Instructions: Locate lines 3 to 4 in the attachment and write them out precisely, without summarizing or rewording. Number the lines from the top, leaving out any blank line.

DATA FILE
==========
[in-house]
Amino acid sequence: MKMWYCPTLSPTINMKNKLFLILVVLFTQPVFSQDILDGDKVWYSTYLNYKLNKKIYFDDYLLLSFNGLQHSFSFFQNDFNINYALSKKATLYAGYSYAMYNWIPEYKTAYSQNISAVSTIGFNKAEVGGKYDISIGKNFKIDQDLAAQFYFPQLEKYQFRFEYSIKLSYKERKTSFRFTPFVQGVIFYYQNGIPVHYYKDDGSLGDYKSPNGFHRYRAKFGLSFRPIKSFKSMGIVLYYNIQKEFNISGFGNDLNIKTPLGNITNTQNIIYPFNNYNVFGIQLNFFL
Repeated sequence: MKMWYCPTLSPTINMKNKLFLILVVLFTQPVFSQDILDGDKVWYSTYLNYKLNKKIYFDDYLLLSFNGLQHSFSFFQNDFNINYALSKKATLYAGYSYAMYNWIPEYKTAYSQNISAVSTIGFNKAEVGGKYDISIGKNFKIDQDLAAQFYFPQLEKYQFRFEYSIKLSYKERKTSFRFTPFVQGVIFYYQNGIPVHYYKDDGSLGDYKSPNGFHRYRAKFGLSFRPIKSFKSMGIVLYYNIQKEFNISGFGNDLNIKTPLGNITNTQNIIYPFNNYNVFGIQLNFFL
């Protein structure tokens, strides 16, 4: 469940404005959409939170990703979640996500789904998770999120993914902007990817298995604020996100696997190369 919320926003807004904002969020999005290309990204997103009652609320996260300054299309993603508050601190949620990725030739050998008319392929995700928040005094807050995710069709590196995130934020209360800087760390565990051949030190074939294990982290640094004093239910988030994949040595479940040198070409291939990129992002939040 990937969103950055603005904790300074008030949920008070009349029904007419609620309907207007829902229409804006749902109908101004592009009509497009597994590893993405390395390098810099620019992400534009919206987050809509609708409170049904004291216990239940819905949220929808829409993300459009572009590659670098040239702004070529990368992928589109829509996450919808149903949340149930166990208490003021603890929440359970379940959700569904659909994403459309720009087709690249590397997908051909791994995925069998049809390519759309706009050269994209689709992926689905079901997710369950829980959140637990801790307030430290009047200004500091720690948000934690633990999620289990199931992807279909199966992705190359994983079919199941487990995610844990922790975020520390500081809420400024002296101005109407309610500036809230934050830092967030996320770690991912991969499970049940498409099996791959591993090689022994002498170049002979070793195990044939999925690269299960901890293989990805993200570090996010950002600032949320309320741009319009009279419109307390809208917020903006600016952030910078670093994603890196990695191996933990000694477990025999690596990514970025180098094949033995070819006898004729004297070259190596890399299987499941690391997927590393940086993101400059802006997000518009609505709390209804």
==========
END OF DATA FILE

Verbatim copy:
Repeated sequence: MKMWYCPTLSPTINMKNKLFLILVVLFTQPVFSQDILDGDKVWYSTYLNYKLNKKIYFDDYLLLSFNGLQHSFSFFQNDFNINYALSKKATLYAGYSYAMYNWIPEYKTAYSQNISAVSTIGFNKAEVGGKYDISIGKNFKIDQDLAAQFYFPQLEKYQFRFEYSIKLSYKERKTSFRFTPFVQGVIFYYQNGIPVHYYKDDGSLGDYKSPNGFHRYRAKFGLSFRPIKSFKSMGIVLYYNIQKEFNISGFGNDLNIKTPLGNITNTQNIIYPFNNYNVFGIQLNFFL
């Protein structure tokens, strides 16, 4: 469940404005959409939170990703979640996500789904998770999120993914902007990817298995604020996100696997190369 919320926003807004904002969020999005290309990204997103009652609320996260300054299309993603508050601190949620990725030739050998008319392929995700928040005094807050995710069709590196995130934020209360800087760390565990051949030190074939294990982290640094004093239910988030994949040595479940040198070409291939990129992002939040 990937969103950055603005904790300074008030949920008070009349029904007419609620309907207007829902229409804006749902109908101004592009009509497009597994590893993405390395390098810099620019992400534009919206987050809509609708409170049904004291216990239940819905949220929808829409993300459009572009590659670098040239702004070529990368992928589109829509996450919808149903949340149930166990208490003021603890929440359970379940959700569904659909994403459309720009087709690249590397997908051909791994995925069998049809390519759309706009050269994209689709992926689905079901997710369950829980959140637990801790307030430290009047200004500091720690948000934690633990999620289990199931992807279909199966992705190359994983079919199941487990995610844990922790975020520390500081809420400024002296101005109407309610500036809230934050830092967030996320770690991912991969499970049940498409099996791959591993090689022994002498170049002979070793195990044939999925690269299960901890293989990805993200570090996010950002600032949320309320741009319009009279419109307390809208917020903006600016952030910078670093994603890196990695191996933990000694477990025999690596990514970025180098094949033995070819006898004729004297070259190596890399299987499941690391997927590393940086993101400059802006997000518009609505709390209804």